Higher Education

don't make college cheaper; make it more valuable

I’ve been really behind the eight-ball past couple weeks and I missed this article by Vance Fried in Inside HigherEd. Essentially he is suggesting an entrepreneurial model for developing high-quality low-cost 4-year degrees for cost-conscious students attending moderately selective institutions. The basics of the model are a compression of the curriculum and major offerings, increasing class size, and not asking faculty to conduct research.

Basically it sounds like high schools with giant lectures. But I’m not going to go through all the negative attributes of this proposal. The bottom line is that if it is cheaper and the credential you get at the end of the day is as valuable in the market as a more expensive credential, then a lot of students and parents will go for it.

I’m looking at this from another angle. But first, think about the students. Insert caveat about generalizations. Of course students want to get good jobs… someday. They want their education to lead to a job but they don’t want an education that prepares them to work by asking them to, well, work. They mostly want to be students and live the student lifestyle. And who could blame them? You’re only young once and all that. Besides we know that even the ones who are dead certain they know what they want to do will probably be doing something different five years after graduation.

For many students I think going to college is analogous to moving to a hip neighborhood in a big city. You move there b/c you want to live there. You get a job, of course, b/c you need one. And maybe you move to the city b/c you like the kind of jobs too but you really are there for the life. Switch courses for job and you can see the role education plays for many, many students… at least until senior year. Now we can deride that if we want, but my point is to understand our "consumers." They say they want certain things and maybe those things play a role in their purchase, but what they really want and how they will really use their educational purpose is another story. And it’s the latter that is of import to faculty, at least from a rhetorical, audience-awareness standpoint.

Now, on to my alternate perspective.

One of the lines in Fried’s article that really caught my eye was when he wrote, "A lecture format class of 25 students is much less effective than a
class of 100 using an active learning format, but costs four times more
per student to deliver." I understand what he’s getting at. But to me this points to underperformance and maybe poor pedagogy in the small class.

As I’ve written here before, I went to Rutgers as an English/History double-major. The lion’s share of my courses were 50+ enrollment lectures with occassional questions asked by faculty and students. I don’t recall ever asking or answering a question in those courses. Of the smaller <30 courses, most were still essentially lecture-driven with discussion sprinkled in. I had a couple creative writing workshops. I remember working in groups on two or three occassions over 4 years. The long and short of it is that probably 80-90% of my courses could have been delivered in a football stadium without losing much in quality. Which is essentially to say they didn’t have much quality to begin with, except for whatever value you might gain from listening to a 50 or 70 minute lecture. I could have made Rutgers a more valuable learning experience for myself. But I was learning a lot from working for a small computer business, playing music, and writing/reading on my own.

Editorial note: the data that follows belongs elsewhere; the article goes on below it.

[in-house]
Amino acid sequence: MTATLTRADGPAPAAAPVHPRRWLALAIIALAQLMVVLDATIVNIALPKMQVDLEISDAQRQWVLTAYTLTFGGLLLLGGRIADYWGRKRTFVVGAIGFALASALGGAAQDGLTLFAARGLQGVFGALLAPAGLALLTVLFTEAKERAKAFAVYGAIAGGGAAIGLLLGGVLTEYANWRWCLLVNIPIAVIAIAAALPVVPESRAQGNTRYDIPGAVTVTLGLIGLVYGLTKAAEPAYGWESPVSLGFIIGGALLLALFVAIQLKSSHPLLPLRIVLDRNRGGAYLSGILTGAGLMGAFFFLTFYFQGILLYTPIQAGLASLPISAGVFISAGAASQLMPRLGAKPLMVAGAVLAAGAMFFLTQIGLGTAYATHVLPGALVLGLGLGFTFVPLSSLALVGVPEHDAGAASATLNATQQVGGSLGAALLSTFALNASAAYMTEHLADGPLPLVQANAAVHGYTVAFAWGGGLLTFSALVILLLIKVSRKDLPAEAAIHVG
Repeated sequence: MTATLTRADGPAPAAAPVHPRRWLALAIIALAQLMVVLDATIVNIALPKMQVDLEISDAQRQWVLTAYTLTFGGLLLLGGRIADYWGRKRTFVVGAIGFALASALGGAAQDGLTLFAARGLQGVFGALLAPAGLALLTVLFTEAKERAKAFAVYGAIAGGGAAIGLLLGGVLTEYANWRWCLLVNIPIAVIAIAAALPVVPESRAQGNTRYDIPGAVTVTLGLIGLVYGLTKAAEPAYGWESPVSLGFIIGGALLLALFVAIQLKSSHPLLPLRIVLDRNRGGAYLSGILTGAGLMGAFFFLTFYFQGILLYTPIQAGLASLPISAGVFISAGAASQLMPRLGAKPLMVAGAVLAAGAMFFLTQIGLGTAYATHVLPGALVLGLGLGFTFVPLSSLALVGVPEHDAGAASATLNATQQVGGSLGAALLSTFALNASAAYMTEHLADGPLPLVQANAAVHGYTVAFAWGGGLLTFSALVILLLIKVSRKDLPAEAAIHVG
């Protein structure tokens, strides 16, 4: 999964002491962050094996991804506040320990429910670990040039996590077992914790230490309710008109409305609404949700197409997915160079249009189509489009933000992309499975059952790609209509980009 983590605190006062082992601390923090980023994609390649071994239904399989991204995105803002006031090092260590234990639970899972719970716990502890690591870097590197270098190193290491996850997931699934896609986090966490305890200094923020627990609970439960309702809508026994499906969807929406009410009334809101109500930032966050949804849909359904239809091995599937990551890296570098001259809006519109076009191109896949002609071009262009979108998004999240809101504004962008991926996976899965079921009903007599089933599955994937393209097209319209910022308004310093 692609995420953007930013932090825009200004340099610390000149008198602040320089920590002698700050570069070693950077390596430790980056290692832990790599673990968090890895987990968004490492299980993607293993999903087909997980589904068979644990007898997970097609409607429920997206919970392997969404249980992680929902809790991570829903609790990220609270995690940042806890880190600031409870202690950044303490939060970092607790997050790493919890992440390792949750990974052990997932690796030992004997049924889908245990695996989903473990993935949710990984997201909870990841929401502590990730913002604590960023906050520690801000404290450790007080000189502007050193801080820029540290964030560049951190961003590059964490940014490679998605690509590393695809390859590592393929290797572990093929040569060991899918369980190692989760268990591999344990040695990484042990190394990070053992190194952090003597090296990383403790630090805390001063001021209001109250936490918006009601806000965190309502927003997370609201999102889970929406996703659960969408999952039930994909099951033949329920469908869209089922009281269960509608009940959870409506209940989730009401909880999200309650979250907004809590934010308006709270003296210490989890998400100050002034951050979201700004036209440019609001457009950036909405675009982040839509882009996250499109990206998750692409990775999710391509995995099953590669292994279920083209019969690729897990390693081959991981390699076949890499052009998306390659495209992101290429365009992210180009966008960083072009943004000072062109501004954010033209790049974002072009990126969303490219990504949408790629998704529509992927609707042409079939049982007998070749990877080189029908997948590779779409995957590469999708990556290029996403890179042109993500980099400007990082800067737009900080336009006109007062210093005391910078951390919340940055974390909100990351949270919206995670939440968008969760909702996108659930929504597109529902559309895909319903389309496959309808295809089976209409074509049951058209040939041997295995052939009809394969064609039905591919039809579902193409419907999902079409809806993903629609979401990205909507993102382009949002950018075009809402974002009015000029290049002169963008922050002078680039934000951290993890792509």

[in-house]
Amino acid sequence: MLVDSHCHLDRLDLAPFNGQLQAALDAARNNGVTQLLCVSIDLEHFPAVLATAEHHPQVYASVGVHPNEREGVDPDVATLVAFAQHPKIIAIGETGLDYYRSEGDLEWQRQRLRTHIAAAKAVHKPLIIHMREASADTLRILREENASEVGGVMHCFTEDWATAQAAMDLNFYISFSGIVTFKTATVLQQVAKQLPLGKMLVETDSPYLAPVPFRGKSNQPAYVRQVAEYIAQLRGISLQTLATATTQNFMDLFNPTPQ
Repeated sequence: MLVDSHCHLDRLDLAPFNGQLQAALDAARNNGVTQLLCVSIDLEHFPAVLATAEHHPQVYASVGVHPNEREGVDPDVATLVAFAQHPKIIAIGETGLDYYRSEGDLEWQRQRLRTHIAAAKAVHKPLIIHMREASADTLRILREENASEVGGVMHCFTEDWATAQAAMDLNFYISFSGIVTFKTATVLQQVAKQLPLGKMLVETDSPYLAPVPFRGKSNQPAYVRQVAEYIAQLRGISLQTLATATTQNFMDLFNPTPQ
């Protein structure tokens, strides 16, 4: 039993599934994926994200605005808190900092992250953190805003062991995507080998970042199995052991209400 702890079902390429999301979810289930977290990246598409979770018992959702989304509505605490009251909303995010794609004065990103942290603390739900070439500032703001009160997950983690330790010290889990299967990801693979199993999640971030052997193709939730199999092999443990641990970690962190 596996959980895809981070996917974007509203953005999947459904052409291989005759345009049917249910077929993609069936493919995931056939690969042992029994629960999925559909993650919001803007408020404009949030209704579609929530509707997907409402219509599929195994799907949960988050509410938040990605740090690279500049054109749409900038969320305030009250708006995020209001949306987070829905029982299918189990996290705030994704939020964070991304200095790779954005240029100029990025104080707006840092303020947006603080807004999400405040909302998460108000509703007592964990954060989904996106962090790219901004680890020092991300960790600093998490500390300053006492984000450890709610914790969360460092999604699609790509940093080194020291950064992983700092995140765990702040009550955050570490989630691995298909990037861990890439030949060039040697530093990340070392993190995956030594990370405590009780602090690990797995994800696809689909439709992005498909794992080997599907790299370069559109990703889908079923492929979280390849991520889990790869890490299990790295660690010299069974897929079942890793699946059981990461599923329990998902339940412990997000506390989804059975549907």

The problem with the 4-year degree isn’t that it’s too expensive (though it is). It’s that it isn’t valuable enough. Part of this is a PR/marketing/rhetorical problem: America mistrusts professors and intellectuals in general. They don’t value the work we do. I think we need to make a concerted effort to change the perception both through individual colleges and professional organizations.

But the other part isn’t just perception. Students come for the lifestyle and the certification. But they aren’t paying tuition for the lifestyle; the tuition cost is the certification part. And what is it, exactly, that we are certifying? What are all these credits supposed to add up to?

  • Job skills? Maybe. And maybe come junior or senior year, students start to think about job qualifications. But job skills are really an ongoing professional development thing.  And you’re likely in a different profession in 5 years. So what really is the point of specific job skils?
  • Core professional/disciplinary knowledge: I.e., there are foundations to being an engineer or an accountant or computer science. If you’re going on to graduate school then you need foundational disciplinary knowledge. We’re not talking specific job skills (though that could be a part) but entry into a profession. And this will work for some students, mostly the stronger ones, who will go on to graduate school or a professional degree.

But what about the large majority of students who will never go on after their BA/BS. What are they getting out of the deal? That is, if you graduate with a BA in English or Econ or Psych or Comm, what are we certifying?

  • Literacy/communication skills
  • General education
  • Basic disciplinary knowledge (but not really anything bankable beyond literacy skills)

I don’t think we need to change this list. I don’t know if we can. If students have no real idea what they want to do and no immediate intention of going on to grad school, this is what we can offer. And I don’t criticize students like that. I was like that.

Instead, we need to make this list more valuable. More on this later, I can’t keep writing this post forever!